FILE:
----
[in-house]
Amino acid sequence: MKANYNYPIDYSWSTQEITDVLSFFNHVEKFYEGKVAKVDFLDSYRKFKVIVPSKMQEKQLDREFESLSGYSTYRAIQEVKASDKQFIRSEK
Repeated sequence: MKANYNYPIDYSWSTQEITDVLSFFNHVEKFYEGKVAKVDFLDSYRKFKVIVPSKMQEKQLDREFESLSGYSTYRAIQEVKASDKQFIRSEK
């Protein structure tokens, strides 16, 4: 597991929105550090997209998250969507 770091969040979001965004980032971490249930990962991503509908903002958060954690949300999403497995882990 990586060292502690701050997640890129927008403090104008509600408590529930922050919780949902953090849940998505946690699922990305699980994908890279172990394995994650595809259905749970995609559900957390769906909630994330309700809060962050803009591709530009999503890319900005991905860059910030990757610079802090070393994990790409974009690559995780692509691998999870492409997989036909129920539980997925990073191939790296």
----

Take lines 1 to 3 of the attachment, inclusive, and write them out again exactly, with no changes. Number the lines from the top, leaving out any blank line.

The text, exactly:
[in-house]
Amino acid sequence: MKANYNYPIDYSWSTQEITDVLSFFNHVEKFYEGKVAKVDFLDSYRKFKVIVPSKMQEKQLDREFESLSGYSTYRAIQEVKASDKQFIRSEK
Repeated sequence: MKANYNYPIDYSWSTQEITDVLSFFNHVEKFYEGKVAKVDFLDSYRKFKVIVPSKMQEKQLDREFESLSGYSTYRAIQEVKASDKQFIRSEK